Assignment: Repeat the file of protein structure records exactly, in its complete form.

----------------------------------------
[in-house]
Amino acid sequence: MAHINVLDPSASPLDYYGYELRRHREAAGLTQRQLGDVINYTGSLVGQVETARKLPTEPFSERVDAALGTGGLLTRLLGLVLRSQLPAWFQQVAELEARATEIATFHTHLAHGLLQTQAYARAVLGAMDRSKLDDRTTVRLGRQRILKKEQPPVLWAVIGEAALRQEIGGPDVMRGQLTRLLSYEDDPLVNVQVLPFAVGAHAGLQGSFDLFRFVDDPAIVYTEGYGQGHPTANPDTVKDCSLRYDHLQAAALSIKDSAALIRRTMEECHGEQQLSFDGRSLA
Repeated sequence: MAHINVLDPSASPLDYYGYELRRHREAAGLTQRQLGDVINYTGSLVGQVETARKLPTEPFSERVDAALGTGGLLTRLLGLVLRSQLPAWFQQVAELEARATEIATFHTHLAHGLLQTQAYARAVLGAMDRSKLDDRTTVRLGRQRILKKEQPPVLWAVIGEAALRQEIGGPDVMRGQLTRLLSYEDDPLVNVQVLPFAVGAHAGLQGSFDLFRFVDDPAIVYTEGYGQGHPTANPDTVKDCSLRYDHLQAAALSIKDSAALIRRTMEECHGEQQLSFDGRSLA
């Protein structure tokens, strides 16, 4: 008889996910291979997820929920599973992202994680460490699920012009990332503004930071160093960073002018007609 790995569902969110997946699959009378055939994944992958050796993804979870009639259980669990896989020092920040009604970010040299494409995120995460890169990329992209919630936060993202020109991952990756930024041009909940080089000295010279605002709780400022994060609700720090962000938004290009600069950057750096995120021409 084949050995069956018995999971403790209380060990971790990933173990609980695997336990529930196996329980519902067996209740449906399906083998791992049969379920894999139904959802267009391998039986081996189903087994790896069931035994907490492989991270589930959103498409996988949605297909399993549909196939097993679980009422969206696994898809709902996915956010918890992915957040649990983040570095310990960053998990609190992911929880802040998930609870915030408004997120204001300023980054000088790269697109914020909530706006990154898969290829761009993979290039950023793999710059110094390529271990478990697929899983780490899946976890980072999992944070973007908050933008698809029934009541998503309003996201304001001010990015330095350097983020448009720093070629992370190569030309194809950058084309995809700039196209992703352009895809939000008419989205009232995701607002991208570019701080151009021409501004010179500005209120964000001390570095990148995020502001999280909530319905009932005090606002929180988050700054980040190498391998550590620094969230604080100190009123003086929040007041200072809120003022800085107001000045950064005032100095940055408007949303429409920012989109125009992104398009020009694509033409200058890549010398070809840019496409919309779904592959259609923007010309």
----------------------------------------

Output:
[in-house]
Amino acid sequence: MAHINVLDPSASPLDYYGYELRRHREAAGLTQRQLGDVINYTGSLVGQVETARKLPTEPFSERVDAALGTGGLLTRLLGLVLRSQLPAWFQQVAELEARATEIATFHTHLAHGLLQTQAYARAVLGAMDRSKLDDRTTVRLGRQRILKKEQPPVLWAVIGEAALRQEIGGPDVMRGQLTRLLSYEDDPLVNVQVLPFAVGAHAGLQGSFDLFRFVDDPAIVYTEGYGQGHPTANPDTVKDCSLRYDHLQAAALSIKDSAALIRRTMEECHGEQQLSFDGRSLA
Repeated sequence: MAHINVLDPSASPLDYYGYELRRHREAAGLTQRQLGDVINYTGSLVGQVETARKLPTEPFSERVDAALGTGGLLTRLLGLVLRSQLPAWFQQVAELEARATEIATFHTHLAHGLLQTQAYARAVLGAMDRSKLDDRTTVRLGRQRILKKEQPPVLWAVIGEAALRQEIGGPDVMRGQLTRLLSYEDDPLVNVQVLPFAVGAHAGLQGSFDLFRFVDDPAIVYTEGYGQGHPTANPDTVKDCSLRYDHLQAAALSIKDSAALIRRTMEECHGEQQLSFDGRSLA
């Protein structure tokens, strides 16, 4: 008889996910291979997820929920599973992202994680460490699920012009990332503004930071160093960073002018007609 790995569902969110997946699959009378055939994944992958050796993804979870009639259980669990896989020092920040009604970010040299494409995120995460890169990329992209919630936060993202020109991952990756930024041009909940080089000295010279605002709780400022994060609700720090962000938004290009600069950057750096995120021409 084949050995069956018995999971403790209380060990971790990933173990609980695997336990529930196996329980519902067996209740449906399906083998791992049969379920894999139904959802267009391998039986081996189903087994790896069931035994907490492989991270589930959103498409996988949605297909399993549909196939097993679980009422969206696994898809709902996915956010918890992915957040649990983040570095310990960053998990609190992911929880802040998930609870915030408004997120204001300023980054000088790269697109914020909530706006990154898969290829761009993979290039950023793999710059110094390529271990478990697929899983780490899946976890980072999992944070973007908050933008698809029934009541998503309003996201304001001010990015330095350097983020448009720093070629992370190569030309194809950058084309995809700039196209992703352009895809939000008419989205009232995701607002991208570019701080151009021409501004010179500005209120964000001390570095990148995020502001999280909530319905009932005090606002929180988050700054980040190498391998550590620094969230604080100190009123003086929040007041200072809120003022800085107001000045950064005032100095940055408007949303429409920012989109125009992104398009020009694509033409200058890549010398070809840019496409919309779904592959259609923007010309």